Between December 2014 and December 2016 the department has also cancelled over 2,000 visas on character grounds and 820 visa applications were refused for failing to meet the character requirements.
The Department of Immigration and Border Protection has cancelled more than 27,000 visas in the first half of the current financial year, secretary of the department Michael Pezzullo told an Estimates Hearing.
Mr Pezzullo told the hearing that the visas were cancelled for a “variety of reasons”.
He informed the committee that the DIBP also found close to 8,000 unlawful non-citizens including more than 1,000 illegal workers most of whom voluntarily approached the department to resolve their visa status.
Between December 2014 and December 2016, the DIBP cancelled over 2,000 visas on the grounds of character and 820 applicants were refused visas on similar grounds.
Mr Pezzullo said the department was seeking to employ more modern technologies to enhance efficiency without increasing the number of officers.
“In the face of resource constraints and increasing border flows, investment in modernisation in crucial, this means increased automation, such as next generation of smart gates, harnessing new digital technologies to improve our client services, improving our abilities to collect and analyse big data to produce actionable intelligence there from,” said Mr Pezzullo.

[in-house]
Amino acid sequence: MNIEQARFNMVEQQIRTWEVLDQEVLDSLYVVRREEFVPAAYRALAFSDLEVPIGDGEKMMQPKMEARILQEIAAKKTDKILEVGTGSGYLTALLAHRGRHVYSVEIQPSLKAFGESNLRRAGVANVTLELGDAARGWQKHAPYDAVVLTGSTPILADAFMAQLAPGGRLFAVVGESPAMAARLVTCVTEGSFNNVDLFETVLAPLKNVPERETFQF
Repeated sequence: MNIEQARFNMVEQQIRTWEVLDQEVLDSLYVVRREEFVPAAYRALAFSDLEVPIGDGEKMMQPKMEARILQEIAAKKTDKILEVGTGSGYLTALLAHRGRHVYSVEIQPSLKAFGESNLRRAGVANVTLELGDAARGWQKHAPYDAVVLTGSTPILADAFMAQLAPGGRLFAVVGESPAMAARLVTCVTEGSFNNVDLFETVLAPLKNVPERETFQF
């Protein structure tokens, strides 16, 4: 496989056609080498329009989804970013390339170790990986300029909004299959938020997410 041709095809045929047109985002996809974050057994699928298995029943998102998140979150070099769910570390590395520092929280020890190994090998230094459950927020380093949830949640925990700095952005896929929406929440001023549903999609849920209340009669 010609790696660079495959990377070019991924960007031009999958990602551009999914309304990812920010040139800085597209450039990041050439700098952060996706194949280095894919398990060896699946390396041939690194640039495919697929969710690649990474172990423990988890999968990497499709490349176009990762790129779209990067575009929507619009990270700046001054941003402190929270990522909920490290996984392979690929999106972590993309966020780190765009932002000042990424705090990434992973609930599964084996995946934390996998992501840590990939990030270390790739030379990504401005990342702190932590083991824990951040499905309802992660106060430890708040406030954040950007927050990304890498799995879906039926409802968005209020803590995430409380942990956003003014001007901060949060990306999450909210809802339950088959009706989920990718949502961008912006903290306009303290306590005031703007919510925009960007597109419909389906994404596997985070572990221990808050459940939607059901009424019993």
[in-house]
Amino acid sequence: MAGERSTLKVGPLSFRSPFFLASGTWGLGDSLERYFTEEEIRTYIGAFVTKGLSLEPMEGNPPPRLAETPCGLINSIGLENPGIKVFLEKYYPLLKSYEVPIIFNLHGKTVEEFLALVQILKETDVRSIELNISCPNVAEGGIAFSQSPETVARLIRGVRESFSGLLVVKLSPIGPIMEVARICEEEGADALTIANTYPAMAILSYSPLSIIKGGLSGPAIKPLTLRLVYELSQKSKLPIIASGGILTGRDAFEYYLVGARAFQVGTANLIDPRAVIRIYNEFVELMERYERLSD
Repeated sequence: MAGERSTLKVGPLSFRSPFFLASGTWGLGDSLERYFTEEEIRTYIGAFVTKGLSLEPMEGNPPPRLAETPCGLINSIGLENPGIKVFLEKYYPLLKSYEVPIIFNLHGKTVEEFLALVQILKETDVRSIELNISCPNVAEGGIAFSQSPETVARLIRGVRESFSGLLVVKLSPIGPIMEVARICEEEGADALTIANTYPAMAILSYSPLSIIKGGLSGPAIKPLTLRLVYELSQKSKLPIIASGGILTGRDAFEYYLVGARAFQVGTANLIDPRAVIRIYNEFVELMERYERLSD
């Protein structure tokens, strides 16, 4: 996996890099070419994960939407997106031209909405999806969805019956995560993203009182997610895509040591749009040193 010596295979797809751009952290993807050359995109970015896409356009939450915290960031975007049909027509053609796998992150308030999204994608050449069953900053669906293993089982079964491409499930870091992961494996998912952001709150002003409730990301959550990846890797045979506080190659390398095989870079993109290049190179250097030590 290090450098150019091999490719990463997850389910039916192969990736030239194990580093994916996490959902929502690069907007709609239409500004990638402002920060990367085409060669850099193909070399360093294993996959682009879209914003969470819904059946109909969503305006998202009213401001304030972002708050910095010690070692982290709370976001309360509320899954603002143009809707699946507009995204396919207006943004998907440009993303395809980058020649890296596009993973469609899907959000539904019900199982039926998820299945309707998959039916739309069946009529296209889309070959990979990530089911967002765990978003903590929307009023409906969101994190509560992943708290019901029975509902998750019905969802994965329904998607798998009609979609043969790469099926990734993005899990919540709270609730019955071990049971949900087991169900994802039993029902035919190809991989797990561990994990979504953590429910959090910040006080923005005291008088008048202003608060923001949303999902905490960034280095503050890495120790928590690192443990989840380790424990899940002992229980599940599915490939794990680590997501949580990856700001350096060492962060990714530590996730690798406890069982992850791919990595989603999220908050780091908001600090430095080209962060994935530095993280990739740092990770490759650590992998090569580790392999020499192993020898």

The Border Force commissioner Roman Quaedvlieg informed the hearing that the ABF is working closely with other law enforcement agencies to identify and, where appropriate, cancel visas of non-citizens involved in gang violence and other criminal activity.
Working with the Victoria Police, the DIBP has cancelled visas of at least six members of the notorious Apex gang which is allegedly responsible for perpetrating several criminal activities in Melbourne.
138 members of the outlawed motorcycle gangs also had their visas cancelled or refused on character grounds.
During the last financial year, the department cancelled over 60,000 visas, one fourth of which were due to overstaying in Australia.
A total of 7.7 million temporary visas were granted.